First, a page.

Strong words that the audience enjoyed.
There are always two sides to a negotiation. Wang has owned the Islanders for more than 13 years and never wanted the franchise to leave Nassau County, where he lives and where the Islanders won four straight Stanley Cups in the 1980s. His big idea, the Lighthouse Project, was never advanced because of political red tape. His more recent efforts to obtain just an arena for the Islanders in Nassau failed when a public referendum was voted down. Wang is clearly excited about the promise of Brooklyn, but his frustration with the political process is still apparent.
> BOOKER’S WAY: Speaking of politicos, one of the more engaging speakers I’ve seen recently was Newark (N.J.) Mayor Cory Booker at the Ad Age Digital Conference earlier this month in New York City. Like many in the public spotlight, Booker was energetic, exactly what you want from your 9 a.m. keynote speaker on a Tuesday. He also understood his digital audience, as he is active on Twitter, where he has more than 1.3 million followers, and talked about his role as co-founder of WayWire. The site, which launched last summer and now is in beta phase, allows users to create video playlists from various feeds. He promoted the site as a way to “elevate the voices that have conviction and create social arteries where video becomes live.” He also touted the ability of users as editors, to distribute news they deem important. “I’m tired of the oligarchy of today’s media telling me what’s important,” he said.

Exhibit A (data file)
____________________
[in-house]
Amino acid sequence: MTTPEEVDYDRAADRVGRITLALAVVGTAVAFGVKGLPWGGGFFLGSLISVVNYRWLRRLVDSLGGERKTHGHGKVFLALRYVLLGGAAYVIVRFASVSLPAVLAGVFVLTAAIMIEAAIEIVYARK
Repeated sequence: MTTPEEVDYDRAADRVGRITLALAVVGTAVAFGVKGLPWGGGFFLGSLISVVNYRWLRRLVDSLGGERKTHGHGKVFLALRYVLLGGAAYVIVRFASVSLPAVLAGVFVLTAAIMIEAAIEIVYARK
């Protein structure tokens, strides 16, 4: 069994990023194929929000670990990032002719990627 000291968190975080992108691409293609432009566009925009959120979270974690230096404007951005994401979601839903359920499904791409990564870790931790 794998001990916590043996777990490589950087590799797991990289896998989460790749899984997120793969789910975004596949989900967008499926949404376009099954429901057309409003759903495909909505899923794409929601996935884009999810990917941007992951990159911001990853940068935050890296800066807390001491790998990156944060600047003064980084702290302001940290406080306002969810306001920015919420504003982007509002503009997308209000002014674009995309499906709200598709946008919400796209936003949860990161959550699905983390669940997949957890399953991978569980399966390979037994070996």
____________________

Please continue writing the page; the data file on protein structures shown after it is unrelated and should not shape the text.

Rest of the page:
> KEEP AN EYE ON … : While at the Ad Age conference, I sat in on an interesting presentation by RBC Capital Markets analyst Mark Mahaney, who outlined his top 10 Internet trends for 2013. Some of the key takeaways may not surprise, such as mobile materially becoming a major part of big companies’ business, and Facebook ubiquity — brands can’t ignore 600 million users a day. But there were others of note: The online video ramp-up and the migration of TV ad budgets — Mahaney stressed that the biggest source of funds to Internet ad spending will be from TV ad budgets — and the same-day delivery surge. The Internet coming to a doorstep near you with same-day delivery service will dramatically change consumer habits and behavior, narrowing the decision-making process and making buying more immediate and less planned out.
> THE MINOR FALL, THE MAJOR LIFT: In 1994, I worked for Dr. Charles Steinberg at the Baltimore Orioles, just for that strike-shortened season, before helping launch SportsBusiness Daily. I immediately saw him as a nontraditional sports executive, and over the years he has shown an eye for production like few in the sports entertainment space. If you haven’t seen it, look at the work he did in the Red Sox’s tribute to the resilience of Boston and its people. The video montage ran during the team’s pregame ceremony on Saturday, April 20, at its first game back after the marathon bombings. While it was David Ortiz’s defiant call that garnered the most attention, Steinberg’s chronological look at the week that was, set to Jeff Buckley’s version of “Hallelujah,” is an incredibly powerful piece of storytelling. If you haven’t checked it out, you can watch it on the Red Sox’s website video section and by searching “Boston Strong.”
Abraham D. Madkour can be reached at firstname.lastname@example.org.